# NIntegrate Oscillating kernel

I have a finite highly oscillating integral of the type:

NIntegrate[x^2 Exp[I f[x] s] , {x, 0, 1}]


where f is a simple function like Log[1 + x]/x. This integral becomes highly oscillatory for large s and there are numerical errors showing up. Mathematica's standard numerical integration methods are only for kernels Exp[I x s].

How do I deal with this? Do I need to manually implement a method? I think this should be possible because the oscillating function is still trigonometric and f varies more slowly than x.

• Dec 30, 2020 at 14:03
• What are the magnitudes of the "large s"? E.g $s \in [10,100]$ or $s \in [10^5,10^6]$ ? Dec 30, 2020 at 14:06
• @AntonAntonov maybe up to 10^{4,5,6,7} but I dunno for sure depends on what I'll do later with this integral.
– VN23
Dec 30, 2020 at 14:10

Here are two ways, a simple change of variables and an assist to the Levin Rule.

Change of variables

Block[{f, s},
integrand = ComplexExpand[
x^2 Exp[I f[x] s], TargetFunctions -> {Re, Im}
] Dt[x];
f[x_] := Log[1 + x]/x;
s = 10^7;
NIntegrate[integrand /. x -> 1/u /. Dt[u] -> 1, {u, Infinity, 1}]
]

(*  -2.48219*10^-9 + 5.17734*10^-7 I  *)


Explicit Levin Rule

For details on the Levin Rule, see this:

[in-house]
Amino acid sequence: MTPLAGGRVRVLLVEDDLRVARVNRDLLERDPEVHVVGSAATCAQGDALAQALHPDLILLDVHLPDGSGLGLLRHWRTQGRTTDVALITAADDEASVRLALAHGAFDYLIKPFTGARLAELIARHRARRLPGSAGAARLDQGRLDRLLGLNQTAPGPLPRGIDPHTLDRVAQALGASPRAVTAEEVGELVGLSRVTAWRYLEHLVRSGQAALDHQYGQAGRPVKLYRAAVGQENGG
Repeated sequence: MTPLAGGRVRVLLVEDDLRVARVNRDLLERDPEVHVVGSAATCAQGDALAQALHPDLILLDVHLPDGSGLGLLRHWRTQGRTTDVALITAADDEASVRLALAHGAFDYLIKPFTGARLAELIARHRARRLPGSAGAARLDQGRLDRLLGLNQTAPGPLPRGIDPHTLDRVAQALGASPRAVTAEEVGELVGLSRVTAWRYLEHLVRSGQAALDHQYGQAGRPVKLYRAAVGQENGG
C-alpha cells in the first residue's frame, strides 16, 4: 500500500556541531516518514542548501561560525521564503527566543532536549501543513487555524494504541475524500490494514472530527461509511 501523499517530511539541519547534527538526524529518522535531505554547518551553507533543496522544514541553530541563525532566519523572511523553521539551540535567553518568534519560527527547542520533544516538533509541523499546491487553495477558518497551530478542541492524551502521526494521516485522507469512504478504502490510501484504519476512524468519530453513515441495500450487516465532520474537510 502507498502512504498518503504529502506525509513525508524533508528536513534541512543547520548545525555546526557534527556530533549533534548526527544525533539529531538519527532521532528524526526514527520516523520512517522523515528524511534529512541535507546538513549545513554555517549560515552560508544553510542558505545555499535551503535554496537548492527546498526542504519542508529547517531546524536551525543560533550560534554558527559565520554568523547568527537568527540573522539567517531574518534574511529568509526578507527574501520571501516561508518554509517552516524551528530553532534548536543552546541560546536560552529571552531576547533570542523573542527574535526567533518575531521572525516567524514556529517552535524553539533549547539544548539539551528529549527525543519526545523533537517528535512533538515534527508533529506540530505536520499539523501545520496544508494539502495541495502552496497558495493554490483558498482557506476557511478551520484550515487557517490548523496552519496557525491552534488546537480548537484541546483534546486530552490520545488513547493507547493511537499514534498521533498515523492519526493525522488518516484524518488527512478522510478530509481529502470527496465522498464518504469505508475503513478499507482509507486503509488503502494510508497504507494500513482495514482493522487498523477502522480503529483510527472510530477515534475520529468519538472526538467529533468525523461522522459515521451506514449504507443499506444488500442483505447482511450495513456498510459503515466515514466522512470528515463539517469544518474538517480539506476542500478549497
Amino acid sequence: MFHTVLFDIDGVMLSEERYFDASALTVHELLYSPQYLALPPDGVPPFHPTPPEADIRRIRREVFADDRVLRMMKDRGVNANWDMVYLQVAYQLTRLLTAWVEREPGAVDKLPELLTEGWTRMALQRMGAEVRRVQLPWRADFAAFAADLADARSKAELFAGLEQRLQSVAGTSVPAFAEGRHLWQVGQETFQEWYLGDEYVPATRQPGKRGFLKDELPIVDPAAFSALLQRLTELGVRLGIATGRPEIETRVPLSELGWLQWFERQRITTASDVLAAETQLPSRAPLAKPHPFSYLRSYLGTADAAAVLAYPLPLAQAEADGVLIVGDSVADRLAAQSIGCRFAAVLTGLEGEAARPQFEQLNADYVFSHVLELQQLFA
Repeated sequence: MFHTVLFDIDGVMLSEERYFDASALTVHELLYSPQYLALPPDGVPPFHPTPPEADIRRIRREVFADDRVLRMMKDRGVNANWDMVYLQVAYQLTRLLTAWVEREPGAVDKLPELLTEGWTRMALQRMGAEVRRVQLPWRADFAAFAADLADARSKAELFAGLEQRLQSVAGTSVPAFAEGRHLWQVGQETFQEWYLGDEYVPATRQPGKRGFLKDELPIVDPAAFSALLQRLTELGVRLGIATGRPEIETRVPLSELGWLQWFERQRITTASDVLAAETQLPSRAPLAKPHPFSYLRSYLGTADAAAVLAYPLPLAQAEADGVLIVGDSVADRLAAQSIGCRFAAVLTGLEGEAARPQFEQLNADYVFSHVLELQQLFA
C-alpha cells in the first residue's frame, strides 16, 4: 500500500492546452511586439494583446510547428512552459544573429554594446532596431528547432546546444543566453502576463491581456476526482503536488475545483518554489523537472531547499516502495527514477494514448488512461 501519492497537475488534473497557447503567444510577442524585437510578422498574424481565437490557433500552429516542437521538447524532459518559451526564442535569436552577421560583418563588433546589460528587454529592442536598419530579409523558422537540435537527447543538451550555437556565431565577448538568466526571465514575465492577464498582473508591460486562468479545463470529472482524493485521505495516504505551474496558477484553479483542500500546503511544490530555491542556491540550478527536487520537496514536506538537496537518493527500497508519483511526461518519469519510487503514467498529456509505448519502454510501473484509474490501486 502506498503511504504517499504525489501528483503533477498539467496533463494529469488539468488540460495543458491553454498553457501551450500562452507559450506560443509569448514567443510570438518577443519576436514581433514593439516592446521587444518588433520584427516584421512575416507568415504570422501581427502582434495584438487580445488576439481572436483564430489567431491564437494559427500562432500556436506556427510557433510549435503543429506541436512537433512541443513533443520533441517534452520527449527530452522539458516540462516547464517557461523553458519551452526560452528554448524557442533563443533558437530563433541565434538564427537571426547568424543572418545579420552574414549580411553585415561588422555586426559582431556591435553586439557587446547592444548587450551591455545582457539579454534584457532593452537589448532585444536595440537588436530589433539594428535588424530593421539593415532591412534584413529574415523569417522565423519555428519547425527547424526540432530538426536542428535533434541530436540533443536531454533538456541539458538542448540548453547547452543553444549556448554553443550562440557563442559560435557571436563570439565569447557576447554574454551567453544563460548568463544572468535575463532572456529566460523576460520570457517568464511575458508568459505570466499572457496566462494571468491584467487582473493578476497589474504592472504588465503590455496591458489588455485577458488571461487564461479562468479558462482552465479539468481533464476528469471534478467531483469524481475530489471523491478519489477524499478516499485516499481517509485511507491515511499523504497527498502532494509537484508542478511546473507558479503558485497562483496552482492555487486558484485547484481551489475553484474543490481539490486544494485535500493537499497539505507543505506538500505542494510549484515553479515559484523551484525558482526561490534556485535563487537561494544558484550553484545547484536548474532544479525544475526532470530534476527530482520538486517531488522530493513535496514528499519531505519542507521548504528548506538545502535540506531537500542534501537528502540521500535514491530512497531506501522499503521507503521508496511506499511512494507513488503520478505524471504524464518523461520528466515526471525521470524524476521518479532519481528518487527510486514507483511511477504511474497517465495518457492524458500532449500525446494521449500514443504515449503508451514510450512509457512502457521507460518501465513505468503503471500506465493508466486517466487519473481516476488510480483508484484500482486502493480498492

Block[{f, s},
li = NIntegrateLevinIntegrandReduce[x^2 Exp[I f[x] s], x];
f[x_] := Log[1 + x]/x;
s = 10^7;
NIntegrate[li, {x, 0, 1}, Method -> "LevinRule"]
]

(*  -2.48219*10^-9 + 5.17734*10^-7 I  *)


Check consistency:

Block[{f, s},
li = NIntegrateLevinIntegrandReduce[x^2 Exp[I f[x] s], x];
f[x_] := Log[1 + x]/x;
s = 10^7;
{NIntegrate[li, {x, 0, 1}, Method -> "LevinRule"],
NIntegrate[li, {x, 0, 1}, Method -> "LevinRule",
WorkingPrecision -> 32],
NIntegrate[li, {x, 0, 1}, Method -> {"LevinRule", "Points" -> 11},
WorkingPrecision -> 24],
NIntegrate[li, {x, 0, 1}, Method -> {"LevinRule", "Points" -> 21},
WorkingPrecision -> 24]}
]
(*
{-2.48219*10^-9 + 5.17734*10^-7 I,
-2.4821858856455486537866819639768*10^-9 +
5.1773393974054904734746810429446*10^-7 I,
-2.48218588564554865378666*10^-9 +
5.17733939740549047347468*10^-7 I,
-2.48218588564554865378660*10^-9 +
5.17733939740549047347468*10^-7 I}
*)


# Asymptotics (integration by parts)

Since the integrand is highly oscillatory for large $$s$$, we can obtain an asymptotic expression by performing integration by parts.

Observe that

\begin{align} & \int_0^1 x^2 \mathrm{e}^{\mathrm{i} f(x) s} \,\mathrm{d}x \\ &=\int_0^1 \frac{x^2}{\mathrm{i} f'(x) s} \,\mathrm{d}\left( \mathrm{e}^{\mathrm{i} f(x) s} \right) \\ &= \left[ \frac{x^2 \mathrm{e}^{\mathrm{i} f(x) s}}{\mathrm{i} f'(x) s} \right]_0^1 - \int_0^1 \mathrm{e}^{\mathrm{i} f(x) s} \,\mathrm{d} \left( \frac{x^2}{\mathrm{i} f'(x) s} \right). \end{align}

The first term (boundary term) is already small, since it is of order $$1/s$$. Assuming $$f$$ is sufficiently well behaved, the second term is even smaller, since we have a highly oscillatory integrand of order $$1/s$$ (I would expect the second term to be of order $$1/s^2$$).

So we merely need to evaluate the boundary term:

f[x_] := Log[1 + x] / x
boundaryTerm[s_][x_] := x^2 Exp[I f[x] s] / (I f'[x] s);
result = boundaryTerm[s] - Limit[boundaryTerm[s][x], x -> 0]


$$-\frac{\mathrm{i} \, 2^{\mathrm{i} s}}{s (1/2 - \log 2)}$$

Table[{s, result // N}, {s, 10^Range[4, 7]}] // TableForm